In lieu of an abstract, here is a brief excerpt of the content:

  • Introduction
  • David Golinkin (bio)

In the Mishnaic period (ca. 100 CE), as I have discussed elsewhere,1 there were three basic approaches to Torah study by women: Rabbi Eliezer forbade a father to teach his daughter Torah and considered it lechery (Mishnah Sotah 3:4); Issi ben Yehudah, R. Eleazar Ben Azarya and others ruled that women are exempt from Torah study (Sifrei Deuteronomy, 462); and Ben Azzai taught that a man is obligated to teach his daughter (Mishnah Sotah, loc cit.).

Maimonides (Hilkhot Talmud Torah 1:13) distinguished between study of the Oral Torah (the Mishnah and Talmud) and the Written Torah (the Hebrew Scriptures). If a father taught the Oral Torah to his daughter, it is as if he taught her lechery; as for the written Torah, he should not teach it to her in the first place, but if he did so, it is not like lechery. The Tur and the Shulḥan ‘arukh (Yoreh de’ah 246), two of the most important medieval codes, copied the words of Maimonides. As a result, most of the halakhic authorities followed the strict approach of Rabbi Eliezer and Maimonides, although they also limited it in four different ways.3 Even so, we know from numerous sources that there were many women throughout Jewish history who studied and taught Bible, Talmud, halakhah and aggadah, from Beruriah in the second century through Flora Sassoon in the early twentieth.4

A sea change began in 1917, when Sarah Schenirer founded the first Bais Yaakov school in Cracow. Her idea caught on quickly, and by 1939 there were 40,000 girls in Bais Yaakov schools across Europe. As Torah study for girls developed, ultra-Orthodox girls began to study Torah according to the more strict interpretations of their poskim, while many modern Orthodox, Conservative and Reform girls received the same Torah education as the boys.5

A voluminous literature on Torah study for women has emerged in recent years.6 Even so, i efshar leveit hamidrash belo ḥidush (“there can be no study hall without innovation”—BT Ḥagigah 3a). New texts and insights are constantly emerging, and so we deemed it appropriate to devote Nashim no. 29 to the topic of women’s Torah study. It is worth noting that four of the five articles addressing the topic in this issue were written by women. This is something that we now take for granted, but it, too, is part of the revolution in Torah study begun by Sara Schenirer 100 years ago.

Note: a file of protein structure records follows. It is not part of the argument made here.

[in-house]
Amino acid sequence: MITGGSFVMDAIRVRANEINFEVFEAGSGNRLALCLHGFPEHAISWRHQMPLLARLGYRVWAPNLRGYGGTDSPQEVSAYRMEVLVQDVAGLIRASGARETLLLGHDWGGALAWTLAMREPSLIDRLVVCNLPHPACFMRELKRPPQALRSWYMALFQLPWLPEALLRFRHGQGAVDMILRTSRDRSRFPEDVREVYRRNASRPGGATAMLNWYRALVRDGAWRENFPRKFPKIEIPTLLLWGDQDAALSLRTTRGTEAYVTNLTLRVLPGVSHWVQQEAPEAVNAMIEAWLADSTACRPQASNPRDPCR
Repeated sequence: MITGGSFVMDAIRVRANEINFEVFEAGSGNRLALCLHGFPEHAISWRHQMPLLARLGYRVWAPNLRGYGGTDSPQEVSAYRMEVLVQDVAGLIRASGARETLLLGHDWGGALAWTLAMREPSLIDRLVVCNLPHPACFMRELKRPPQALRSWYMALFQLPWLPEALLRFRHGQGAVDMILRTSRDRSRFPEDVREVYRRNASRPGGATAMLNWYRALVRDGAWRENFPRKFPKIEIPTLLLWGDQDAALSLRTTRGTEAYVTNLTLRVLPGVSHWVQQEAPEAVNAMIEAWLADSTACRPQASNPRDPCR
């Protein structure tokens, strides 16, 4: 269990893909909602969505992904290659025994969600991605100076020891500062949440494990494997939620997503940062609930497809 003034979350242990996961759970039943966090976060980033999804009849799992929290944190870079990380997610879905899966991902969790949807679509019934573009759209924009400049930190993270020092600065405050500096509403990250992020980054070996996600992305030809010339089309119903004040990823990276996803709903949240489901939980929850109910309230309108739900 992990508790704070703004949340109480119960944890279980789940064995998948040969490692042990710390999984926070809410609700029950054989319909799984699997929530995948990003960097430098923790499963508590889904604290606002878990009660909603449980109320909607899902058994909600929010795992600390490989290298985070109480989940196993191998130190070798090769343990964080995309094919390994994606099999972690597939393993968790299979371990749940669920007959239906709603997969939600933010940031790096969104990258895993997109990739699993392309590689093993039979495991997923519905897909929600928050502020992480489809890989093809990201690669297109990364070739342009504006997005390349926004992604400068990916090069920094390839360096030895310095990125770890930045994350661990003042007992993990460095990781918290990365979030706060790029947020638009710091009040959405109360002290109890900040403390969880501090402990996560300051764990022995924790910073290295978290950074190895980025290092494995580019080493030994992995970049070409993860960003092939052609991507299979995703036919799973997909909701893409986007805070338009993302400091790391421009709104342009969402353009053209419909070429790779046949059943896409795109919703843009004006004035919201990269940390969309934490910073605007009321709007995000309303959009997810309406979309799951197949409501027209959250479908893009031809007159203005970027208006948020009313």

Marina Arbib’s article discusses Rachel Morpurgo (1790–1871) and her advocacy of the Kabbalah in an anti-kabbalistic age. Morpurgo was the first western European female poet known to have written in Hebrew. Though greatly influenced by the [End Page 5] Jewish Enlightenment (the Haskalah), she defended the Kabbalah, in contrast to her cousin Samuel David Luzzatto (known in Hebrew as Shadal) and their contemporary Isaac Samuel Reggio (Yashar), who criticized the Kabbalah. Arbib explains why.

Debbie Weissman compares two twentieth-century Jewish religious schools in Jerusalem—that of Chana Shpitzer, and Ma’aleh. The former institution (1918–1981) was a girls’ school, while the latter (1930–1972) was coeducational. Weissman compares the two schools in terms of goals, educational philosophy, ethnic origins of the children, Jewish studies and their respective attitudes toward teaching the Talmud to girls. She also discusses whether coeducation was and is actually better for the girls.

Zvi Zohar discusses women heroines of Torah study as portrayed in a fascinating passage in the commentary to Pirkei avot written by Rabbi Joseph Mesas (Morocco and Israel, 1892–1974). Commenting on the phrase “Anyone (kol) who occupies himself with the Torah for its own sake (lishmah) acquires by merit many things” in Avot 6:1, Rabbi Mesas asserts that the word kol serves to include women, who, though they are not commanded to study Torah, are nevertheless considered meritorious if they study it for its own sake. He then relates two stories from Algeria that praise righteous Jewish women who immersed themselves in Torah study. Prof. Zohar explains Rabbi Mesas’s attitude toward unconventional women who, as related of Ben Azai in the Mishnah, prefer Torah study...


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